The Golden State Warriors have gotten their mojo back this season after being in flux for the past two years, and the biggest reason why is the army of young contributors that the organization has brought together and developed.
One of them is rookie Jonathan Kuminga, who the team took with the seventh overall pick in last year’s NBA draft.
Draymond Green, who is the emotional and spiritual leader of the Warriors, explained the unique style of mentorship he has employed to help Kuminga grow.
“In the most respectful way, I had to look at him more like my son instead of my brother,” Green, 32, told Andscape. “The reality is he is just as close to my son in age as me in age. You start looking at the guy and you expect him to be this, speak like this, you expect him to do this thing and that thing. But then you realize, ‘Why am I expecting that out of him?’ What would be the reason behind expecting certain things from him when I don’t expect that from D.J.? I can’t expect the same thing from him I expect from Klay [Thompson] and Andre [Iguodala].”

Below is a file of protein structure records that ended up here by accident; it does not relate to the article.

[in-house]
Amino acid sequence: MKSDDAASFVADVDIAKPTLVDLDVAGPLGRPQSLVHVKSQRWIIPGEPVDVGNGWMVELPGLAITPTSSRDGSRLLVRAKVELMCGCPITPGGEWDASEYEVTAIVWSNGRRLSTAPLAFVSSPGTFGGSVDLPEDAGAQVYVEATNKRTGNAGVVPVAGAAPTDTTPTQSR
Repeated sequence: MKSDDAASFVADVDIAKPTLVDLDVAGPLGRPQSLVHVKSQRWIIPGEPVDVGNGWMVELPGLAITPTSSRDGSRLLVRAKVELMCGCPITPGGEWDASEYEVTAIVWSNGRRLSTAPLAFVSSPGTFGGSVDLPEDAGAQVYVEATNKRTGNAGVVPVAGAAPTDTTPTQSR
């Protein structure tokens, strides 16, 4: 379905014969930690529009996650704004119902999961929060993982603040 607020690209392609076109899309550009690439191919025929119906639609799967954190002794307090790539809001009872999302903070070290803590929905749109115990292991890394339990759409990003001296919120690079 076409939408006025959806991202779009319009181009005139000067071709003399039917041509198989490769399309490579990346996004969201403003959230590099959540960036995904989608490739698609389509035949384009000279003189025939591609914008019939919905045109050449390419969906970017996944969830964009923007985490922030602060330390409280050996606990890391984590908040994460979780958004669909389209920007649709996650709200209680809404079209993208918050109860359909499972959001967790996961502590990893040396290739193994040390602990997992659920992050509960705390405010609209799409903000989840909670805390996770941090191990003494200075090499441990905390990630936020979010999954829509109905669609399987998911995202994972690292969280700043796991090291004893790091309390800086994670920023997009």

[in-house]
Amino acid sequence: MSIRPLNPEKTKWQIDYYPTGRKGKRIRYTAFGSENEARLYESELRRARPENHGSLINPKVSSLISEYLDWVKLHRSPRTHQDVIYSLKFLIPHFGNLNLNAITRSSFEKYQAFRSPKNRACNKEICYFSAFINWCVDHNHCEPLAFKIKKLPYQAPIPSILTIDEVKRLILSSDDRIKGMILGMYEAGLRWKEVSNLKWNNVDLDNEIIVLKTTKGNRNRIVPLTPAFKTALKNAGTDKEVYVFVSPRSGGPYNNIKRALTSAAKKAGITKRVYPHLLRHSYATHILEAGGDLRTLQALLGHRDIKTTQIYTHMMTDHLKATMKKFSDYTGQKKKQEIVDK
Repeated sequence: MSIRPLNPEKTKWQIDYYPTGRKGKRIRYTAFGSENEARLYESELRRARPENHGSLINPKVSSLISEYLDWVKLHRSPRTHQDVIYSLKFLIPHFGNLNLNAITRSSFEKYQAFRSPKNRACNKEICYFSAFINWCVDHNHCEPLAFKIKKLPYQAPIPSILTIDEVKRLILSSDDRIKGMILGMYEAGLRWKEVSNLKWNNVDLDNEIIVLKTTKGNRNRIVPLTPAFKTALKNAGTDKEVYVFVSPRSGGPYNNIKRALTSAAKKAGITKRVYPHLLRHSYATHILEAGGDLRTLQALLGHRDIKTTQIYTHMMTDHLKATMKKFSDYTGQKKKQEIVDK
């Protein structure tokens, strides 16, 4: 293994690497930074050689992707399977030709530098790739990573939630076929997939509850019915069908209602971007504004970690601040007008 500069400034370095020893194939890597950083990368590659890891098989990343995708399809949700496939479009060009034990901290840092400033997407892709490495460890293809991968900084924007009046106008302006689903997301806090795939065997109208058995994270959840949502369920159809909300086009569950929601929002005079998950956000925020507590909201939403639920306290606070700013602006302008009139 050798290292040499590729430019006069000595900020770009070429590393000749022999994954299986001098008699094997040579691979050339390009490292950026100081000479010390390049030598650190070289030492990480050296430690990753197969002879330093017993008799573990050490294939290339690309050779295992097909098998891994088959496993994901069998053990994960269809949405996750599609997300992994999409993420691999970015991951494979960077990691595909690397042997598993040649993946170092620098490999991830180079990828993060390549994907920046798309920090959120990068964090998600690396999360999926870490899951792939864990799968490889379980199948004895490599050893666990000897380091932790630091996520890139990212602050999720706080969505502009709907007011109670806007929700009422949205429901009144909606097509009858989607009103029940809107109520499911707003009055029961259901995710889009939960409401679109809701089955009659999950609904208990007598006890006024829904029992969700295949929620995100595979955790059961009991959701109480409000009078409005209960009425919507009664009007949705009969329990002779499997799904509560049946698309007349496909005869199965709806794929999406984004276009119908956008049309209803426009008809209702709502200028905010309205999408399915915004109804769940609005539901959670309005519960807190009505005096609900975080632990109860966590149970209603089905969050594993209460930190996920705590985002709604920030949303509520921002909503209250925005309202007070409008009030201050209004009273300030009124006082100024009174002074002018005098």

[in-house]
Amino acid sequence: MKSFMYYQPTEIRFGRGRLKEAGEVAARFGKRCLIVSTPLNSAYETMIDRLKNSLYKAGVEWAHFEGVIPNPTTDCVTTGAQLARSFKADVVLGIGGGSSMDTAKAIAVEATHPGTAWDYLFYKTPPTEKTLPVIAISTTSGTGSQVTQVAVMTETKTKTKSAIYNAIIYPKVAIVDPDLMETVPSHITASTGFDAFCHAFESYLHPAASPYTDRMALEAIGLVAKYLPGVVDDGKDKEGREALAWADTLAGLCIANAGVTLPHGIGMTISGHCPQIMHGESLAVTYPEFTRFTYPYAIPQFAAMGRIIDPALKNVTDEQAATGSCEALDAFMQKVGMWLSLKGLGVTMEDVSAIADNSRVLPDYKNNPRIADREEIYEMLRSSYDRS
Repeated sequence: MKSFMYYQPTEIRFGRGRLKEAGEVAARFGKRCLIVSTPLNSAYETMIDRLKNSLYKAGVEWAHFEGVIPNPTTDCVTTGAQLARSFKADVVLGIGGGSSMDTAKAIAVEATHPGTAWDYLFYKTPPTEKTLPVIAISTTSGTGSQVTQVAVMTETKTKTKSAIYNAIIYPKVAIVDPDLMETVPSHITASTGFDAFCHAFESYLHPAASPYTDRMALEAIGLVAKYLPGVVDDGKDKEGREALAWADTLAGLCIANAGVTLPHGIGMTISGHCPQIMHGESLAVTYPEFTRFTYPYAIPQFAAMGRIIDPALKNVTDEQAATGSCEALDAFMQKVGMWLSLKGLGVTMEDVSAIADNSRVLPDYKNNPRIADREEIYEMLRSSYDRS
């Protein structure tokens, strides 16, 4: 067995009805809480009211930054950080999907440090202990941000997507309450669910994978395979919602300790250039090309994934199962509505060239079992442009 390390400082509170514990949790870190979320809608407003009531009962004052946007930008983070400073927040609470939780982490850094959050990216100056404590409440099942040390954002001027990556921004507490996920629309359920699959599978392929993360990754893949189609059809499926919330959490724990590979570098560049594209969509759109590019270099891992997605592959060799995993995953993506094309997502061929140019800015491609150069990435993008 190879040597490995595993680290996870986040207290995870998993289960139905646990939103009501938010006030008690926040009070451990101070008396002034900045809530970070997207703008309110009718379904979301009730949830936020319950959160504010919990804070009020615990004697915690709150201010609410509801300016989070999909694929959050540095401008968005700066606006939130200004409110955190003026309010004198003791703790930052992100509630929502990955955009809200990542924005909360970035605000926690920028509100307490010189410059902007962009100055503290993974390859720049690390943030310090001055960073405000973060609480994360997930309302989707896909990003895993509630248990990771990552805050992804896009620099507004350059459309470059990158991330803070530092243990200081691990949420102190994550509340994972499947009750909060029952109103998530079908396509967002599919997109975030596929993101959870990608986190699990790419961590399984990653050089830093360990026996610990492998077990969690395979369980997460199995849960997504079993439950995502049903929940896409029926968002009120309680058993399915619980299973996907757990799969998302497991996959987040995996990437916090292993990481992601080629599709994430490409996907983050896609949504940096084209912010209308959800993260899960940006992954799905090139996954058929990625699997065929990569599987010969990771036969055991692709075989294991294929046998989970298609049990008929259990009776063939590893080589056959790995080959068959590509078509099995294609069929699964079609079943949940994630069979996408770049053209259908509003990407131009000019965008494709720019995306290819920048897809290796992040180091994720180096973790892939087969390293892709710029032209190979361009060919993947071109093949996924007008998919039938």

Kuminga, a 6-foot-7 forward, averaged 9.3 points in 16.9 minutes a game in the regular season while shooting 51.3 percent from the field.
He is very athletic and has tremendous defensive potential, but he had to work on some basic fundamentals this season, such as setting screens, according to Green.
Many in the organization have high hopes for Kuminga, and he has benefitted from playing with battle-tested veterans who have championship rings under the belt such as Green, Stephen Curry and Thompson.
But as Curry and Thompson recovered from some serious injuries, the team focused on developing young players, especially guard Jordan Poole and forward Andrew Wiggins.
Now that the Warriors have rediscovered their identity, albeit with a different-looking crew, they are just one win away from the Western Conference Finals and have a great shot a winning their fourth NBA championship in the last eight years.